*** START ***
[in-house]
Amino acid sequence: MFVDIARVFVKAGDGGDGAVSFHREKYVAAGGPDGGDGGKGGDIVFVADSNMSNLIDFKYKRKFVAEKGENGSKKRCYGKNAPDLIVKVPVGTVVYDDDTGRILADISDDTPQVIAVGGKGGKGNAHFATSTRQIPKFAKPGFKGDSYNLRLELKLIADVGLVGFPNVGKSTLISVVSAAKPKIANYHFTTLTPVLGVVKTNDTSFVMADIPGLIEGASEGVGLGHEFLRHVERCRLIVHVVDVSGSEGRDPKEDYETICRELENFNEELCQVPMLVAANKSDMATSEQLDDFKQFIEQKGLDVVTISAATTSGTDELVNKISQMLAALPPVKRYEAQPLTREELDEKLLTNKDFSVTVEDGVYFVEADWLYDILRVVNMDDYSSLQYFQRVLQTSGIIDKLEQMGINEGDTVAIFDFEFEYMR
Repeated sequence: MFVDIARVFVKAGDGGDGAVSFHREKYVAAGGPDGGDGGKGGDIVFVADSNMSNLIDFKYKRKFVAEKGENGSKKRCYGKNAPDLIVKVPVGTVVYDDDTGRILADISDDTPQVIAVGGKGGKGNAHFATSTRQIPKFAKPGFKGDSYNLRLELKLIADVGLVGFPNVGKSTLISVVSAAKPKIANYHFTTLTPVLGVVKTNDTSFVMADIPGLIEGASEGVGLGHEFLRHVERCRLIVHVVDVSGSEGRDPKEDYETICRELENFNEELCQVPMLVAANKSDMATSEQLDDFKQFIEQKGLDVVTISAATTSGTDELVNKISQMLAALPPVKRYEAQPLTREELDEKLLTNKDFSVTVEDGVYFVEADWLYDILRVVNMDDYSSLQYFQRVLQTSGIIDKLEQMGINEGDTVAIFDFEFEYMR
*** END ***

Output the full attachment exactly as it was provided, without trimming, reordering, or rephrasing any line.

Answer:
[in-house]
Amino acid sequence: MFVDIARVFVKAGDGGDGAVSFHREKYVAAGGPDGGDGGKGGDIVFVADSNMSNLIDFKYKRKFVAEKGENGSKKRCYGKNAPDLIVKVPVGTVVYDDDTGRILADISDDTPQVIAVGGKGGKGNAHFATSTRQIPKFAKPGFKGDSYNLRLELKLIADVGLVGFPNVGKSTLISVVSAAKPKIANYHFTTLTPVLGVVKTNDTSFVMADIPGLIEGASEGVGLGHEFLRHVERCRLIVHVVDVSGSEGRDPKEDYETICRELENFNEELCQVPMLVAANKSDMATSEQLDDFKQFIEQKGLDVVTISAATTSGTDELVNKISQMLAALPPVKRYEAQPLTREELDEKLLTNKDFSVTVEDGVYFVEADWLYDILRVVNMDDYSSLQYFQRVLQTSGIIDKLEQMGINEGDTVAIFDFEFEYMR
Repeated sequence: MFVDIARVFVKAGDGGDGAVSFHREKYVAAGGPDGGDGGKGGDIVFVADSNMSNLIDFKYKRKFVAEKGENGSKKRCYGKNAPDLIVKVPVGTVVYDDDTGRILADISDDTPQVIAVGGKGGKGNAHFATSTRQIPKFAKPGFKGDSYNLRLELKLIADVGLVGFPNVGKSTLISVVSAAKPKIANYHFTTLTPVLGVVKTNDTSFVMADIPGLIEGASEGVGLGHEFLRHVERCRLIVHVVDVSGSEGRDPKEDYETICRELENFNEELCQVPMLVAANKSDMATSEQLDDFKQFIEQKGLDVVTISAATTSGTDELVNKISQMLAALPPVKRYEAQPLTREELDEKLLTNKDFSVTVEDGVYFVEADWLYDILRVVNMDDYSSLQYFQRVLQTSGIIDKLEQMGINEGDTVAIFDFEFEYMR